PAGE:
A measure of progress

Will we see this week as the moment when everything changed, a peek through the looking glass into a new era? I speak not of the sometime author and Conservative MP Boris Johnson becoming the UK’s Prime Minister, but the release of Amazon’s new weekly charts showing, for the first time, the impact of the huge but opaque digital sector on book sales.

There are plenty of known knowns from the first week’s release. Rachel Abbott, the author behind the biggest-selling fiction title of the week, And So it Begins, has long been a digital hit-maker. Her début thriller, Only the Innocent, was self-published in 2011, with Amazon revealing in 2015 that she was its bestselling "indie" author in the five years since Kindle launched. Like many of these authors, however, she has been largely absent from Nielsen BookScan’s bestseller universe, her top-seller having shifted just 6,955 copies in print. The chart also highlights the success of new digitally-led publishers such as Joffe Books and the more familiar Bookouture, which feature along with Amazon imprints Lake Union Publishing and Thomas & Mercer.

There is also the impact of audio, particularly in the most read/listens chart, where Audible’s release of Arthur Conan Doyle’s Sherlock Holmes: The Definitive Collection, read by Stephen Fry, sits in 10th, below the seven Harry Potter titles, their popularity also augmented by the Fry-narrated audio editions. That so many readers are listening to backlist audio shows the potential of the market, but also that it may need a different approach.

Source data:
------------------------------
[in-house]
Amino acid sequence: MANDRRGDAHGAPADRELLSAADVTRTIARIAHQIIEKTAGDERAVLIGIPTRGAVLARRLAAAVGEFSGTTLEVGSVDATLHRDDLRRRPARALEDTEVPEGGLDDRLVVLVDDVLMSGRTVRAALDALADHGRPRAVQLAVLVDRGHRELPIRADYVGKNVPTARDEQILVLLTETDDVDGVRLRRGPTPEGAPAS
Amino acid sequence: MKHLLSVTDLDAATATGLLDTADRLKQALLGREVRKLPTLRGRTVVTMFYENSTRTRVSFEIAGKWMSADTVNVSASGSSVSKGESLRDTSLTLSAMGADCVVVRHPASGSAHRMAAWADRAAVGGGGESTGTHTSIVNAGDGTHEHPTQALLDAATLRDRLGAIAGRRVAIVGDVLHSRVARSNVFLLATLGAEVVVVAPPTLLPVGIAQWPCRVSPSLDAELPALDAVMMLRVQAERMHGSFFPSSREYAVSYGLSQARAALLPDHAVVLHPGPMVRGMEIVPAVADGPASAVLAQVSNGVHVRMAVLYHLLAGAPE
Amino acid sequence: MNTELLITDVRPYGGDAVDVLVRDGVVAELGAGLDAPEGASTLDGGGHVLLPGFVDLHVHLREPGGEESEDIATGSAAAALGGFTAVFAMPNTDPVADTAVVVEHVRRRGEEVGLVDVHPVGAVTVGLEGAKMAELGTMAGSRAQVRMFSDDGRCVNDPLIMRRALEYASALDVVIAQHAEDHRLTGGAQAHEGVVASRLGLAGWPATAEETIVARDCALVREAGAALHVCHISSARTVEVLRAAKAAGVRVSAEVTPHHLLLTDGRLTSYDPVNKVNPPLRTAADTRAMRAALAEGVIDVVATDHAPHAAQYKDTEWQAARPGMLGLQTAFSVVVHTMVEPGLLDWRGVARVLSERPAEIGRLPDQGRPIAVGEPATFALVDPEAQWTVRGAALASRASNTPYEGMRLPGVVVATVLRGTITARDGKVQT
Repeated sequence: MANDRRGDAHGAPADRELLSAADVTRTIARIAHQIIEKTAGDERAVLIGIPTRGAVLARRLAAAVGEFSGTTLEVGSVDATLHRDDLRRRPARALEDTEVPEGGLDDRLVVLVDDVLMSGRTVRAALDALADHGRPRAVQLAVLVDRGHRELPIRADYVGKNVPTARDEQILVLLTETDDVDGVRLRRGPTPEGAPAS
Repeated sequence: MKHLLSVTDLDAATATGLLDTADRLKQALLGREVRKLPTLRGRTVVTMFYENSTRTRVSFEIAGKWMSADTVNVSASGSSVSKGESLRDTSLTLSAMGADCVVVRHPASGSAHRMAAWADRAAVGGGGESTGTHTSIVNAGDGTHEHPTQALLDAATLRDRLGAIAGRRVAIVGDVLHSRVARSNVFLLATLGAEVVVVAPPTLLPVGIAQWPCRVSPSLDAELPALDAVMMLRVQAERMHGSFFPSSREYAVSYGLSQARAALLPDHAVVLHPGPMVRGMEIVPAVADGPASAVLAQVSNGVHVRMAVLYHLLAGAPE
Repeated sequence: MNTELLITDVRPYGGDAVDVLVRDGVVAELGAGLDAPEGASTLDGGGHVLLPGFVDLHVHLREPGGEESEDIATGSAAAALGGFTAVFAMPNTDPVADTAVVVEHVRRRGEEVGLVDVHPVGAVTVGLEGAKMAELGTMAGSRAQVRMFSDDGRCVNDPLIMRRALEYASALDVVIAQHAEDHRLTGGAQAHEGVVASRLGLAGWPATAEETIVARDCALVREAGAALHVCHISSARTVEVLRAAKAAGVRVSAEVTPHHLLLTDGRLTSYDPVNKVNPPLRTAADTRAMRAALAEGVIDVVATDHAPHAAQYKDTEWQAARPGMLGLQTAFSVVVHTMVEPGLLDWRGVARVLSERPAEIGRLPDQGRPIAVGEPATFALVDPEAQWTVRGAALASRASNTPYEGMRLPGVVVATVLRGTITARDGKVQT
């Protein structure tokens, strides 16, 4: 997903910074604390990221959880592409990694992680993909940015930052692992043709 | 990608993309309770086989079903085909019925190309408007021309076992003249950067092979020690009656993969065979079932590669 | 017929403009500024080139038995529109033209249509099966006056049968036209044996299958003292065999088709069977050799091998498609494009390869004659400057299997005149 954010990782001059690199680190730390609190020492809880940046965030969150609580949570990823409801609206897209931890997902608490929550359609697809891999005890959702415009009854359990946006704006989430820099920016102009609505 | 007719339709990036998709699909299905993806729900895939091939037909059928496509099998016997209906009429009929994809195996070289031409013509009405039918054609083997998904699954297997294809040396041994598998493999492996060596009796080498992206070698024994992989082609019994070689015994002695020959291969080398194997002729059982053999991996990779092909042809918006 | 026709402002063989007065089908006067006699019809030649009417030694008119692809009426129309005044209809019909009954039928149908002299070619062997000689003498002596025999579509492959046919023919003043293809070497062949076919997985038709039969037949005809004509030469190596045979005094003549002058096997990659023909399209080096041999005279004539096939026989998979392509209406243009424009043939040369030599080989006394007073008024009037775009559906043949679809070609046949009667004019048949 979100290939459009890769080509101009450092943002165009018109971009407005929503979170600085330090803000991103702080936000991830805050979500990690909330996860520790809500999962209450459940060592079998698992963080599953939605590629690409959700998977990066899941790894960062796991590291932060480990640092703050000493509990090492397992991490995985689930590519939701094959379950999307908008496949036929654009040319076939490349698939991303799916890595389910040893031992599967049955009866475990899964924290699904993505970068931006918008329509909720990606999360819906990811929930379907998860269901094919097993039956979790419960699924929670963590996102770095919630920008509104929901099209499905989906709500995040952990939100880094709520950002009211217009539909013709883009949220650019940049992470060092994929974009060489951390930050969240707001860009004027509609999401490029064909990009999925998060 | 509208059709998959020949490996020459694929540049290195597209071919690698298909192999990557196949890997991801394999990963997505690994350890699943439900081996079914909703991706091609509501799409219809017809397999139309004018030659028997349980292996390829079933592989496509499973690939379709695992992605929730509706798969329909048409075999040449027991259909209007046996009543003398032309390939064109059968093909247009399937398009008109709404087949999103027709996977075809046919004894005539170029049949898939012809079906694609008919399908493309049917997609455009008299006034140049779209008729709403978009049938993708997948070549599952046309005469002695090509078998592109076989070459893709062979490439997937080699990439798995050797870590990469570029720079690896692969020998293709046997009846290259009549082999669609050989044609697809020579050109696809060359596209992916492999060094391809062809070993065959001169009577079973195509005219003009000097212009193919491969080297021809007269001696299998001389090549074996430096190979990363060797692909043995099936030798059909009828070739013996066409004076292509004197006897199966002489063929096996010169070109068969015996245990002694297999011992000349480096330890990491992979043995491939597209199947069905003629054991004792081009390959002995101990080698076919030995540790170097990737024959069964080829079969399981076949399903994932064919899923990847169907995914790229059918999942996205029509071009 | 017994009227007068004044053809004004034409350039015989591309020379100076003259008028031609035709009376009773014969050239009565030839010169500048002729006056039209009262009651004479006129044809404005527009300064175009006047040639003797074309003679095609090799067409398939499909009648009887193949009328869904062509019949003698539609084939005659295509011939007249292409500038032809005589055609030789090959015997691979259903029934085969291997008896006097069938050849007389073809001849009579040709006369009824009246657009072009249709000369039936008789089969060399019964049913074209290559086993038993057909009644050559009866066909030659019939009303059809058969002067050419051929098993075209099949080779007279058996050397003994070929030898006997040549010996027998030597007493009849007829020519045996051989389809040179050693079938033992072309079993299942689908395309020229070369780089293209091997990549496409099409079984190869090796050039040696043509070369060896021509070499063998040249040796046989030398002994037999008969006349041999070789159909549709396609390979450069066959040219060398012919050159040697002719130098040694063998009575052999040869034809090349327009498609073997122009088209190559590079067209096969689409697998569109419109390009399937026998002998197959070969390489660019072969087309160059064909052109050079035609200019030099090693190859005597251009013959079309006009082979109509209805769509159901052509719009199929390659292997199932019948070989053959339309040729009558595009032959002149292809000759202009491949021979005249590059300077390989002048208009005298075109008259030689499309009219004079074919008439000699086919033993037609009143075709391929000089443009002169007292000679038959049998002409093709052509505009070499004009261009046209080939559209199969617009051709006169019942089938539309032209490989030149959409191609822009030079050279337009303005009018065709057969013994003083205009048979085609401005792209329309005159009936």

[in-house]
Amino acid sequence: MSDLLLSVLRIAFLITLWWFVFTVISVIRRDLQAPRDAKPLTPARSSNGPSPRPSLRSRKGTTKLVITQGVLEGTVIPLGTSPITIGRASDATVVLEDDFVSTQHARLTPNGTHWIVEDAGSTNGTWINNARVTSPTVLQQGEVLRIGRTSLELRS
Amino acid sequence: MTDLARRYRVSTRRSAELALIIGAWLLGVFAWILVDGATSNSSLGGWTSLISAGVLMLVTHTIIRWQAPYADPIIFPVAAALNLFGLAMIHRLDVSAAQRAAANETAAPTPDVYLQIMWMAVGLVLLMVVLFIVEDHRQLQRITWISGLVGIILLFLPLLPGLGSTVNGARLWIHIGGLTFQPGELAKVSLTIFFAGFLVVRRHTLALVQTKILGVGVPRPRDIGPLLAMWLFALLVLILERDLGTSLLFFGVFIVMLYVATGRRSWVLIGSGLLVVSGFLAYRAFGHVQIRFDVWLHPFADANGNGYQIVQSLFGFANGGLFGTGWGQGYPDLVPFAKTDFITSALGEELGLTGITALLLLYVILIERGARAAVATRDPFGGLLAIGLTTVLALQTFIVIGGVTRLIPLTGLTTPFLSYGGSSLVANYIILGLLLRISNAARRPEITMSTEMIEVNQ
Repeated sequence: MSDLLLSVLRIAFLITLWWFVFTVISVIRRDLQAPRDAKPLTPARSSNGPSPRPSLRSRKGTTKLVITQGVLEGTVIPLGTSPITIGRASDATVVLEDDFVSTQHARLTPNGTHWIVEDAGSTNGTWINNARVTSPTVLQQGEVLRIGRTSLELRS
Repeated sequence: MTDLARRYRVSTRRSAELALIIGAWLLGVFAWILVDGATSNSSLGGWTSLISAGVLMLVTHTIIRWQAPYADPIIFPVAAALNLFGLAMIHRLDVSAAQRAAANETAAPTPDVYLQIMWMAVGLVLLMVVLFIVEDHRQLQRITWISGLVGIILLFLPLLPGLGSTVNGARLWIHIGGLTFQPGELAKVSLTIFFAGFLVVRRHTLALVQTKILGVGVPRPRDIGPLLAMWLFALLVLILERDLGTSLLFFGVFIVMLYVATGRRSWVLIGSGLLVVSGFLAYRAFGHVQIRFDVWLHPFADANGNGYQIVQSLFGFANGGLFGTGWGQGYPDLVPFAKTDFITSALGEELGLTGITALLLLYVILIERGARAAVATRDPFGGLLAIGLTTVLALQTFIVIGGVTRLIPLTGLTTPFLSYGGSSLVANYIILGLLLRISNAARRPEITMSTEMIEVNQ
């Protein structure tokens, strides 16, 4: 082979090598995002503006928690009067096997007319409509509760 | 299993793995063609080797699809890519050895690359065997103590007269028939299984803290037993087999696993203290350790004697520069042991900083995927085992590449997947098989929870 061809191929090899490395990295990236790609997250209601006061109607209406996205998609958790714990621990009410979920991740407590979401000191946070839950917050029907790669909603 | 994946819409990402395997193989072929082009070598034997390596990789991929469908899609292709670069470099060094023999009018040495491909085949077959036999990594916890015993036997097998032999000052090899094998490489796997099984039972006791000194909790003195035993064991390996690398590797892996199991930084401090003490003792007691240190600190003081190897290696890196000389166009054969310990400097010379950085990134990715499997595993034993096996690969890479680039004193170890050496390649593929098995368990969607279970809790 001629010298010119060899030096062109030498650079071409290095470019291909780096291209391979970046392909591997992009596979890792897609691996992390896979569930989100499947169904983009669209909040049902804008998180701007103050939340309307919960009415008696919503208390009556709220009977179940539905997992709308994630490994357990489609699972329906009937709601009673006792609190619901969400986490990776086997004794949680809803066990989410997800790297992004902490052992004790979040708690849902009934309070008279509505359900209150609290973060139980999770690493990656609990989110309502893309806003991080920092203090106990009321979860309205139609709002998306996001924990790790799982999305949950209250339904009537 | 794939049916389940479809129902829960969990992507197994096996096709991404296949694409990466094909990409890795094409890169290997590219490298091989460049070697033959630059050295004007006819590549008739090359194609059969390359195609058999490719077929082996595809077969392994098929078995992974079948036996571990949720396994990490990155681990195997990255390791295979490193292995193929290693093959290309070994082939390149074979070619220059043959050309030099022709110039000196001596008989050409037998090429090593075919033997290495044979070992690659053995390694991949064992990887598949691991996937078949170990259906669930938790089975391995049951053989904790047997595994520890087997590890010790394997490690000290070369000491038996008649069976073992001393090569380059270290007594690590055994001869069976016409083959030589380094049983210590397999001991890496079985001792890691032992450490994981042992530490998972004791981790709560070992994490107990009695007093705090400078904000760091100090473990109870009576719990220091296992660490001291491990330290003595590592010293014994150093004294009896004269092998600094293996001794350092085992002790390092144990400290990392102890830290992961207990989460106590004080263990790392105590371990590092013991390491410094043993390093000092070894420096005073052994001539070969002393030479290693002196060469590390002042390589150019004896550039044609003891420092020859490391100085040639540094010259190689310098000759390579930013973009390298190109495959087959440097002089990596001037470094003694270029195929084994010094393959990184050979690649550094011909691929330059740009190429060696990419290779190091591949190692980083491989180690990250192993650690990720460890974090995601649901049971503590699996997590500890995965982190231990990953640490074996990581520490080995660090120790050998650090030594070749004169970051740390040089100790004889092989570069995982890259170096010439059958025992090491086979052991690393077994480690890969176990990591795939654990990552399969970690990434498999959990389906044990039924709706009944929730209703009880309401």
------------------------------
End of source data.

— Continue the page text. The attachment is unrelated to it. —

The charts’ release coincides with The Bookseller’s first-half report of the Nielsen-measured book world, showing that, with print sales up 4.4% in value, we are enjoying our best half-year since 2011 (three Prime Ministers ago, of course), driven by digital-resistant tomes such as Pinch of Nom, Fing and Hinch Yourself Happy, and commercial fiction titles such as The Tattooist of Auschwitz and Still Me. Translated into publisher performance, the data confirms stellar returns for Pan Macmillan, Faber, Scholastic and Bonnier, and middling efforts from two of the biggies: Penguin Random House and HarperCollins. As for the third, Hachette, it will be hoping for a better showing in the second half, having failed to generate sales of more than £1m for any title published so far this year. Hachette’s salve may come from the Amazon’s charts—of the top 20 most sold fiction list for last week, it can boast seven hits, and a further four in the most read list—its smart 2017 acquisition of digital specialist Bookouture starting to inform its publishing and pricing.

That this sideways glance into the digital upside-down remains necessary is unfortunate. Amazon’s decision to show the world a glimpse of ankle may be
welcome, but the view it gives us is still imperfect, disadvantaging those authors and publishers who are the wrong side of the digital divide. I may be overstating it: And So it Begins would feature in a combined "p" and "e" fiction chart, but not at the top. Nevertheless, what’s missing is now on show, and that matters.